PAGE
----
Cruel Summer is either much better or much worse than you think it is. Worse if all you're going off is the pedigree and the premise: Kanye West and his merry gang of multitalented, megafamous friends — including but definitely not limited to R. Kelly, The-Dream, Jay-Z, Pusha T, Big Sean, Teyana Taylor, and the excellent, ascendant producer Hit-Boy, all assembled under West's G.O.O.D. label — goofing around with and bouncing off each other for a late-summer side project, a crew album on steroids. Or better if you're leveraging the record against what you've heard about it over the last couple months: the delayed release, the enormous hype, the middling reviews. Either way: Expectations are a bitch, y'all.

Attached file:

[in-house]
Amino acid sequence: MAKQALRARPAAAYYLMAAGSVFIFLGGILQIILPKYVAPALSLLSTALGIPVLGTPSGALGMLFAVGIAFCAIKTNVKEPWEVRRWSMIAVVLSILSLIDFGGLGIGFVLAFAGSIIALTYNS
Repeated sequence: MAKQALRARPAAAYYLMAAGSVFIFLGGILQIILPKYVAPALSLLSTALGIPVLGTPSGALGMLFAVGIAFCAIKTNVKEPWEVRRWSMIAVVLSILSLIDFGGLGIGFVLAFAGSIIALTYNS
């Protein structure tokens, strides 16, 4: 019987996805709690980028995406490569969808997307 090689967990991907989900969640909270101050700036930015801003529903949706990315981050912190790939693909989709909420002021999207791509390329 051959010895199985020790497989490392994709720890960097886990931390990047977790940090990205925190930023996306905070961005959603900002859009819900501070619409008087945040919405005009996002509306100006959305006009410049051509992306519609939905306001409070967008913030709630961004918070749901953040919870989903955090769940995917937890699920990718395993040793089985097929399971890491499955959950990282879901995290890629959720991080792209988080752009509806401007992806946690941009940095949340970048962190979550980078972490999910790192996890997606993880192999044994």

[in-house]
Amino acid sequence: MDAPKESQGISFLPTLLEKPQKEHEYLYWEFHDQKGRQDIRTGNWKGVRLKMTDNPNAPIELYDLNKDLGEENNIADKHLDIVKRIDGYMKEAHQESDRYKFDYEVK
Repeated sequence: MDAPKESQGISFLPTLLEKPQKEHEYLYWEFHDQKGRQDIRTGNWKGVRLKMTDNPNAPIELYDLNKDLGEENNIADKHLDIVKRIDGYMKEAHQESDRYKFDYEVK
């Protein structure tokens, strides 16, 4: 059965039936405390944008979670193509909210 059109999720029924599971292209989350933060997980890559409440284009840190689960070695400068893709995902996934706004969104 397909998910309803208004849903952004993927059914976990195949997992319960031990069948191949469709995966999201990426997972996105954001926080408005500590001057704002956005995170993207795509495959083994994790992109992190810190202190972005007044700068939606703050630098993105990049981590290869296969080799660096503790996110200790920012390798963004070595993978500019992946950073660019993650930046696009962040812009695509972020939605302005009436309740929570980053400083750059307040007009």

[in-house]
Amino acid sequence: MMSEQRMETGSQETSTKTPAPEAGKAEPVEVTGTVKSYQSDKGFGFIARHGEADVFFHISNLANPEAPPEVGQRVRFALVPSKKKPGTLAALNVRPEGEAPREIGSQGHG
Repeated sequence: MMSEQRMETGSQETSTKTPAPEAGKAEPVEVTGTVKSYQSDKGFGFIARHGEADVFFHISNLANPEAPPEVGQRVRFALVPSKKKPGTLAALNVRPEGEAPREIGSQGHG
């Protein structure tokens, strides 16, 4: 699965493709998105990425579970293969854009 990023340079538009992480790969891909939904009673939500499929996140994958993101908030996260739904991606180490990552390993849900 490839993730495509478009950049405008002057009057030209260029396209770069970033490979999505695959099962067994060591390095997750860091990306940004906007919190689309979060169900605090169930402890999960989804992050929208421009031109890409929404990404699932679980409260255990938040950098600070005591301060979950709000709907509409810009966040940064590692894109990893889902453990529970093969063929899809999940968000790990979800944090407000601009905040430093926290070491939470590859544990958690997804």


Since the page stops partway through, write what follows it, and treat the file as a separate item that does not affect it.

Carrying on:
Because if you're Kanye West, biggest ego and biggest name in hip-hop, bad is relative, but G.O.O.D. can never be good enough. And the truth is, while Summer is nowhere near what it could be, it's also much, much better than 80 percent of what tends to show up on commercial rap radio.
Sure, it's overproduced, uneven, occasionally lazy, and even embarrassing (suffice it to say there's a spoken-word interlude involved). But just as often it's exhilarating, all these little moments of Westian genius laid down without apology or irony, suddenly making it all worth it: the triumphal, gospel-inflected vocals on "The One"; the chilly 808s (hold the heartbreaks) on "Mercy"; the eruptive snarl of "Cold," quite possibly West's best rap in years; the lurid lyrical pleasure of Chief Keef's "Don't Like." Summer certainly isn't perfect, but it's, well, pretty damn good. (G.O.O.D. Music/Def Jam)